A short history of the Staunton Way
The Staunton Way is a 8.5 to 20.5 mile route from Queen Elizabeth Country Park, near Petersfield on the South Downs to Staunton Country Park near Havant.
You can walk the whole route or one of the six sections, each offering a good day out. There are many interesting buildings and places to visit along the route. The route is well sign posted with the logo of a roe deer on a green arrow.
It's named after Sir George Staunton, an early 19th century Portsmouth MP. He created a country estate, which now forms the Staunton Country Park.
- Temporarily closed
- Restricted use
The Way passes the entrance to Havant Thicket, once part of the ancient Forest of Bere. During World War II, the army used this wood as an assembly point before the invasion of Europe. The wood was bulging with troops, equipment, vehicles and tanks. There was even a tank-repair workshop on the village green. Here, King George VI addressed the troops before the D-Day landings, and the King’s Stone commemorates the occasion.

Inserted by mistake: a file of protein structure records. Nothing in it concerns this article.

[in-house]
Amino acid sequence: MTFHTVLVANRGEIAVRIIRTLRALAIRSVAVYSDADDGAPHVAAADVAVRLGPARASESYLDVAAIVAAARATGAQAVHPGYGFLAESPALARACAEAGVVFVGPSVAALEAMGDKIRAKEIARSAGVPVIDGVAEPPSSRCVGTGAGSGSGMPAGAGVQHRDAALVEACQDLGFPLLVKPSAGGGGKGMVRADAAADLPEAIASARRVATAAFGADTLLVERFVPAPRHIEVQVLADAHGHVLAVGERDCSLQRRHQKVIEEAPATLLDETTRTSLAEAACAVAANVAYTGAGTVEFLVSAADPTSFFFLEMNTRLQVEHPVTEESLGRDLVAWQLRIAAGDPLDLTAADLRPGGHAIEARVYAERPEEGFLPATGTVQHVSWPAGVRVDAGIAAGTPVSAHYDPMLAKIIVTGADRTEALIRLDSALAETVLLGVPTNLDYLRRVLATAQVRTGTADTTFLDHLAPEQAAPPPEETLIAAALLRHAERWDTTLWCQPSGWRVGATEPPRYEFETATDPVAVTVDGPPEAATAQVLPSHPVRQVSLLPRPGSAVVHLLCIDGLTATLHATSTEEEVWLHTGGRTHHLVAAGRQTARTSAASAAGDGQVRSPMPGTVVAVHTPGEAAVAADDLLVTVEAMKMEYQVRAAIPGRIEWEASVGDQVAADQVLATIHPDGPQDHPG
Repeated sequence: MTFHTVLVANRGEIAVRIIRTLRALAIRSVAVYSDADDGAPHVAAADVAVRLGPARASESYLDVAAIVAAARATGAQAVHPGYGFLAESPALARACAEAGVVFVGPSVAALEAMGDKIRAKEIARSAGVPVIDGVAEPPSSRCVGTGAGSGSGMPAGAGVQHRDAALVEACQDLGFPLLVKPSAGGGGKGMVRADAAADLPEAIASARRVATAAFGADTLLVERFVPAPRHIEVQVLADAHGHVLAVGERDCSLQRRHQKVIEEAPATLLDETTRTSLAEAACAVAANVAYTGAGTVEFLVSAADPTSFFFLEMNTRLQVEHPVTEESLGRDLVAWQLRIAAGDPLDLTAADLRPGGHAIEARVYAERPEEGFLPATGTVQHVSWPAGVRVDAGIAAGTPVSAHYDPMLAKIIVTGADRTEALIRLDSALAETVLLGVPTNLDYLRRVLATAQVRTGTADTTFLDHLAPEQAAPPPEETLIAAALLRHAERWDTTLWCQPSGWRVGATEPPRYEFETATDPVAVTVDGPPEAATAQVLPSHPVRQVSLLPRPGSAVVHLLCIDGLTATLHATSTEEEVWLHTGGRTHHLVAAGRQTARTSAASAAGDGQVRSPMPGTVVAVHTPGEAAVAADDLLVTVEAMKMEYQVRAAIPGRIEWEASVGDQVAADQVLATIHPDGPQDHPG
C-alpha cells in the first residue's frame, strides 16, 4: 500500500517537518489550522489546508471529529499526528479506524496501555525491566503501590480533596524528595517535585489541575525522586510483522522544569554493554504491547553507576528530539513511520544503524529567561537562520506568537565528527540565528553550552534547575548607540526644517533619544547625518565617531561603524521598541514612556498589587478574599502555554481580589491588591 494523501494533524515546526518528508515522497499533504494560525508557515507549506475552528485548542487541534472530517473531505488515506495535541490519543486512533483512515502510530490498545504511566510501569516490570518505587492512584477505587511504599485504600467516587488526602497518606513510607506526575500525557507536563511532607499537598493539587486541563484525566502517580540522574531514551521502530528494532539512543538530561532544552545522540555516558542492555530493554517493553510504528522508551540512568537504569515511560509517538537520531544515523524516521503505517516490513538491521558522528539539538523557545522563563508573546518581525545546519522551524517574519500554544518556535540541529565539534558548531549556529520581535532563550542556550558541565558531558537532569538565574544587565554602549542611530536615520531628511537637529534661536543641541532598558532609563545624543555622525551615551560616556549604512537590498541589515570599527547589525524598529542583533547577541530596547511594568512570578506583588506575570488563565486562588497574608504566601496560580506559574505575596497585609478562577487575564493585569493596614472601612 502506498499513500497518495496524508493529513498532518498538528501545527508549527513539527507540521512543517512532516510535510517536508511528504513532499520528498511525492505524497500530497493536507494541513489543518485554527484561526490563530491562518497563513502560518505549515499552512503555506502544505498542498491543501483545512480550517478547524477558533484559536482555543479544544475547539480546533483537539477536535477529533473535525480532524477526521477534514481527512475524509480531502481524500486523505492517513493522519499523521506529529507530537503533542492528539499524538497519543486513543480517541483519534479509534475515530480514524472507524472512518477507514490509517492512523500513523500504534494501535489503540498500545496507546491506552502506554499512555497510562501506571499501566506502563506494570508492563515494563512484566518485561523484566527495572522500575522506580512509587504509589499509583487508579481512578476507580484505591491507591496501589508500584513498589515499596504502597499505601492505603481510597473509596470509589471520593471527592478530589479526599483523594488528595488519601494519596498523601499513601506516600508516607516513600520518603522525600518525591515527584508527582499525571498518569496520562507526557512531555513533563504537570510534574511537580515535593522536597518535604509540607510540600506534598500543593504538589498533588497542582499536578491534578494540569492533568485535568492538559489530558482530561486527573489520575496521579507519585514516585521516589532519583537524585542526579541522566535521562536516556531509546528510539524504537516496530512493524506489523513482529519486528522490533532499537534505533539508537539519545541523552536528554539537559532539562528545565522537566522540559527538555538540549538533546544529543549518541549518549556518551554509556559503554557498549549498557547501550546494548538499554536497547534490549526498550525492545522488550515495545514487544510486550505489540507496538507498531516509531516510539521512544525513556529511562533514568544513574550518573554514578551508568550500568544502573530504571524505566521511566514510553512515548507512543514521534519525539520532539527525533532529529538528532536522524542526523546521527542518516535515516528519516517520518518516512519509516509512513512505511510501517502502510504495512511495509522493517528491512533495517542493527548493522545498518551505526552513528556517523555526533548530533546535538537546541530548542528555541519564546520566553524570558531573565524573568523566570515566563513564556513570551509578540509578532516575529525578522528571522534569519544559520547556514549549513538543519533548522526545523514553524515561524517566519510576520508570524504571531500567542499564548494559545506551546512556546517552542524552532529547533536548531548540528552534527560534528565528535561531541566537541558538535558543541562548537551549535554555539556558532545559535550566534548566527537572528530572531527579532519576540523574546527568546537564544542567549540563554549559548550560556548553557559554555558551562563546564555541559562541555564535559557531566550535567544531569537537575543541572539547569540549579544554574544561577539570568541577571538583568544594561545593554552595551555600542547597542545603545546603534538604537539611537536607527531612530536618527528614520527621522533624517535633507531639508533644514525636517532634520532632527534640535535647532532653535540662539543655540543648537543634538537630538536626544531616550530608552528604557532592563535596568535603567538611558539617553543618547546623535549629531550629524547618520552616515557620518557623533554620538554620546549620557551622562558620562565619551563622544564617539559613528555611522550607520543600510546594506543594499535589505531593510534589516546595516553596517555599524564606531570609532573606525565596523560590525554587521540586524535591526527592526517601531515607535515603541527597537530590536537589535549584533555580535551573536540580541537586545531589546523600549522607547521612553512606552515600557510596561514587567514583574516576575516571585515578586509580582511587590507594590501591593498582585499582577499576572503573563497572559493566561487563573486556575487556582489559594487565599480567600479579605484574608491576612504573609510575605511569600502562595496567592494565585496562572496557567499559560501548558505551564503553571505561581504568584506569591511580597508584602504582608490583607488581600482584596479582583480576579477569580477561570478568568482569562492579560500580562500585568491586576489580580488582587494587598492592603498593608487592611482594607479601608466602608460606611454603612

At the edge of the thicket you can see the private lodge that once stood at the north gate to the Staunton estate. Look for the date marked out in bricks in the lodge wall.
You can stop here at Staunton Country Park to discover rainforest, visit the animals at the ornamental farm, puzzle your way through a maze or have some refreshments.